The sets are of a very good quality and everything is automated and unique as they make their own tech. None of the room or objects within are out of bounds, meaning you don’t have stickers or warning tape breaking the immersion of the story. This will suit those that care more about the puzzles than the theming. That’s not to say the theming is bad, it just doesn’t distract from the good selection of games.
The intensity at the end of the game was fun to go through and I liked the teamwork element side to it as there were a couple of puzzles where you had to work together.
Jumping back to the Seance review, it’s the same thing. I like what they’re doing with the clue system but it offers too much of a temptation to divine your path through the game – the white grid on the wall essentially tells you where you should be looking which feels like too much guidance. The argument is that you obviously don’t have to look at it but the fact that it’s right in front of you, not hidden away sometimes makes it hard to avoid.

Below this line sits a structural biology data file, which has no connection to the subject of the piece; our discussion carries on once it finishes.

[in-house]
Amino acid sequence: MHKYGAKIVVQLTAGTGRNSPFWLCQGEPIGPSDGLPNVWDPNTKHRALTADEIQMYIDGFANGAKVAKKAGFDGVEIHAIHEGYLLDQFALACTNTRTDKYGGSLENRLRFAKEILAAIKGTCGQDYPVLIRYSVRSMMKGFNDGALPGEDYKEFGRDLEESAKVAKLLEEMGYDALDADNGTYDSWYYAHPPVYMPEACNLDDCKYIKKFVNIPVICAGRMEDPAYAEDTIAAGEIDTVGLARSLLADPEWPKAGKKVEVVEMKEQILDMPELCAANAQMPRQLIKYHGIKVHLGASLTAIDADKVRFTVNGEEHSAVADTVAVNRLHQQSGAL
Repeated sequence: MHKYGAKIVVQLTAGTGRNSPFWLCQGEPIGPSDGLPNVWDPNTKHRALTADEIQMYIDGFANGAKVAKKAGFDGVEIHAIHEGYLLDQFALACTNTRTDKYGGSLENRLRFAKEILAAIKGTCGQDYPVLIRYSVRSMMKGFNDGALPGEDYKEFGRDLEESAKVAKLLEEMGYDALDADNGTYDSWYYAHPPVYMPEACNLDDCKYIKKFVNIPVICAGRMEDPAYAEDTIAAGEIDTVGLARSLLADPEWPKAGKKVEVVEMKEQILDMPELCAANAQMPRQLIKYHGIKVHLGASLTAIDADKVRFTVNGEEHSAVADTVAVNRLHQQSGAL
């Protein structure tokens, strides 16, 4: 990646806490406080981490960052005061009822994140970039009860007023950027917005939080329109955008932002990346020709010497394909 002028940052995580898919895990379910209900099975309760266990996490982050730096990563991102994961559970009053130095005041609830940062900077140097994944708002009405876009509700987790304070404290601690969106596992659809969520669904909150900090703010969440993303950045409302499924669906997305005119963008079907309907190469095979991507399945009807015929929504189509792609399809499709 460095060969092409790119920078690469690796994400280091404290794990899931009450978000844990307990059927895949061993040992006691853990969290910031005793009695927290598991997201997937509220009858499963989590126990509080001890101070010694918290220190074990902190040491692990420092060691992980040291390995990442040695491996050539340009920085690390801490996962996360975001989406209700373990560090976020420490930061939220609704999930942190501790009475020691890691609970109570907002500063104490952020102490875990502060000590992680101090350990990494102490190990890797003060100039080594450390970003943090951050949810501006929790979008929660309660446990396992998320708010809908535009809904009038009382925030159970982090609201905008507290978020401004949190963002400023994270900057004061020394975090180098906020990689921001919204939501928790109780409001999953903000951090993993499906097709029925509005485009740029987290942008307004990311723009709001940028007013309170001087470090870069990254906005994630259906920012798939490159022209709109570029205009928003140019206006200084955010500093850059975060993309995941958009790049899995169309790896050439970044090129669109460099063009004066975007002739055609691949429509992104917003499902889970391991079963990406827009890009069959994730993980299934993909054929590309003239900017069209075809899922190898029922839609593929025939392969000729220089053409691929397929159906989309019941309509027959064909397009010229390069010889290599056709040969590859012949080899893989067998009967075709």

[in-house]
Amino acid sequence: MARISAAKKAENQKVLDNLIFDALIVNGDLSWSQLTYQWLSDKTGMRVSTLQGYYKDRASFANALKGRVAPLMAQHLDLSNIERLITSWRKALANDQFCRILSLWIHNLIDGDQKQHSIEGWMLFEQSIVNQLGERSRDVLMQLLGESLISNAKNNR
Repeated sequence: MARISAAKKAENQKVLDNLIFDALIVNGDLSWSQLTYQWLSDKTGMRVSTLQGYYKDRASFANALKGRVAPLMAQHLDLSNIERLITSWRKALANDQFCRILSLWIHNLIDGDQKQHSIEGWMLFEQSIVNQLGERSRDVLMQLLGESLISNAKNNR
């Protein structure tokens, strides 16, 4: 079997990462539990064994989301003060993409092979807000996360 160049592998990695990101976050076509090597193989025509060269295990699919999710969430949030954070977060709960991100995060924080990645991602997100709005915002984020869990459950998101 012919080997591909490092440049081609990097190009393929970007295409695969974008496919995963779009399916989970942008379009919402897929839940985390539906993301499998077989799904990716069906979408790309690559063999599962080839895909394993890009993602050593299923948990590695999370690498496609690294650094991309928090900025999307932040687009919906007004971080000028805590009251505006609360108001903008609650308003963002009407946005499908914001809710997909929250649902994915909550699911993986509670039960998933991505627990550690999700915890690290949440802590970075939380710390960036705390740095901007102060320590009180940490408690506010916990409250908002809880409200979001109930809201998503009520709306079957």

The unique feature in the room is my main issue. I was a fan of the companies idea to be different in the way they gave clues and this idea can be worked on to make a perfect game if they could just hide the progression order. As I feel this made us all feel we cheated as we kept using it. Whilst this didn’t give away answers I feel it changed the way we played.
There’s a plaque on the wall listing the order that you need to solve the puzzles in, which is used for their clueing system. I am not a fan of this as it helps you work out where you need to be looking and feels like a cheat or free clue that you can’t help but look at. I like that the room is automated, but this isn’t the best way of doing it. They are based 2.5 miles from the nearest train station so it’s not the easiest venue to get to without a car.
There were too many padlocks for my liking. Also like their other rooms, you are given the route of the game which I’m not the biggest fan of.
Theming - 6.5/10
Puzzles - 7.5/10
Enjoyment - 7.25/10
Value - 7/10